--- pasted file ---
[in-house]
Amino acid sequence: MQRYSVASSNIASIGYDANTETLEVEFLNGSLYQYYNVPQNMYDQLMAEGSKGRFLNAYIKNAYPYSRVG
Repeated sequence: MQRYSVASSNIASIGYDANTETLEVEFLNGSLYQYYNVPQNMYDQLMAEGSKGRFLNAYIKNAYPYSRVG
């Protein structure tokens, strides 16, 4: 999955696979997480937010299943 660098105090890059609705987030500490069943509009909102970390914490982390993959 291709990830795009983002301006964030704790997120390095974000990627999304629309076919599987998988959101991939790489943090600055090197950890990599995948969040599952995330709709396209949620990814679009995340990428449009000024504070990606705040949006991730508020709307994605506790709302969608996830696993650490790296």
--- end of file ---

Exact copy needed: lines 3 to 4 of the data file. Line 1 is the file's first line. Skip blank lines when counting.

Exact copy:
Repeated sequence: MQRYSVASSNIASIGYDANTETLEVEFLNGSLYQYYNVPQNMYDQLMAEGSKGRFLNAYIKNAYPYSRVG
């Protein structure tokens, strides 16, 4: 999955696979997480937010299943 660098105090890059609705987030500490069943509009909102970390914490982390993959 291709990830795009983002301006964030704790997120390095974000990627999304629309076919599987998988959101991939790489943090600055090197950890990599995948969040599952995330709709396209949620990814679009995340990428449009000024504070990606705040949006991730508020709307994605506790709302969608996830696993650490790296």